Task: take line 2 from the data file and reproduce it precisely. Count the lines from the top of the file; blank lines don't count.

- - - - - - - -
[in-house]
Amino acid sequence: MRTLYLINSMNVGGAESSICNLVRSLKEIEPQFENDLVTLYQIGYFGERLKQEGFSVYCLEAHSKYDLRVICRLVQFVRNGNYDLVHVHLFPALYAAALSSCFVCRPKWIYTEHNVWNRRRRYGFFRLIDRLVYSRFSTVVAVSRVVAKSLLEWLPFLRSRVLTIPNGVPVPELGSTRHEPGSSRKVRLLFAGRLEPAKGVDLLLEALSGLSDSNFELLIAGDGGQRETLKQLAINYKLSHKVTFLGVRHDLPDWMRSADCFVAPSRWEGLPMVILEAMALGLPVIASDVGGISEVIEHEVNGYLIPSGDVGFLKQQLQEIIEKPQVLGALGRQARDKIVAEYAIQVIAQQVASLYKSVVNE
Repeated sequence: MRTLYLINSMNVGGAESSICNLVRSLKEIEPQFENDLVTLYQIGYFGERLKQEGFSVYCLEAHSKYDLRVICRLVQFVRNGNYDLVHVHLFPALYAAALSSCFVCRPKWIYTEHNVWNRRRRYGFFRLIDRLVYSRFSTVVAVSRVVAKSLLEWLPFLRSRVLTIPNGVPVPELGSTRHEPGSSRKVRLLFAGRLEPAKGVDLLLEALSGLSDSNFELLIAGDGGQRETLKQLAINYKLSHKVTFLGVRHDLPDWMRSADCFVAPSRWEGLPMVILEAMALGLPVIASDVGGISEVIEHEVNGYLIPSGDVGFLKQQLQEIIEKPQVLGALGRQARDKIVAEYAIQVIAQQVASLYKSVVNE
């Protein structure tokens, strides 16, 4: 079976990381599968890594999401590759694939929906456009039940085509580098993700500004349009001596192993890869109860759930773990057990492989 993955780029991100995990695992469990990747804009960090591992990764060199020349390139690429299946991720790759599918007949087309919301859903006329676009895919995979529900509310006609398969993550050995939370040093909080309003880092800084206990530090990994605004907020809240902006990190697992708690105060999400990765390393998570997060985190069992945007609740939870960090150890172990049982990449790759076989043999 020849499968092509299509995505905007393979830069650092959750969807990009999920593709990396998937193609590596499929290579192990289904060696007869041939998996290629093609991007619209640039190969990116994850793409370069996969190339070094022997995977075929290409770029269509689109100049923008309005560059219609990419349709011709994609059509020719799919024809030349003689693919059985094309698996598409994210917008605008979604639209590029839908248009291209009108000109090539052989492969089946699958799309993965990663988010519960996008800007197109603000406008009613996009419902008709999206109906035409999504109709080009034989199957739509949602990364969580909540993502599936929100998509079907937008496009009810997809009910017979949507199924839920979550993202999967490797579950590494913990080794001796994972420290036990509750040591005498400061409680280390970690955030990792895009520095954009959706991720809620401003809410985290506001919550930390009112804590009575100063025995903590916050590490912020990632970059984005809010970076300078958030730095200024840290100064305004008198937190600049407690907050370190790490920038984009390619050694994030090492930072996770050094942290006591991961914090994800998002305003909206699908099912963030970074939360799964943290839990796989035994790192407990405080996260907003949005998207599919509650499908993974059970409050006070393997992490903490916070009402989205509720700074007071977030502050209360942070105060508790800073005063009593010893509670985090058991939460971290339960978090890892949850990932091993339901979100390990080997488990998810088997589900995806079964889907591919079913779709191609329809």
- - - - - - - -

Amino acid sequence: MRTLYLINSMNVGGAESSICNLVRSLKEIEPQFENDLVTLYQIGYFGERLKQEGFSVYCLEAHSKYDLRVICRLVQFVRNGNYDLVHVHLFPALYAAALSSCFVCRPKWIYTEHNVWNRRRRYGFFRLIDRLVYSRFSTVVAVSRVVAKSLLEWLPFLRSRVLTIPNGVPVPELGSTRHEPGSSRKVRLLFAGRLEPAKGVDLLLEALSGLSDSNFELLIAGDGGQRETLKQLAINYKLSHKVTFLGVRHDLPDWMRSADCFVAPSRWEGLPMVILEAMALGLPVIASDVGGISEVIEHEVNGYLIPSGDVGFLKQQLQEIIEKPQVLGALGRQARDKIVAEYAIQVIAQQVASLYKSVVNE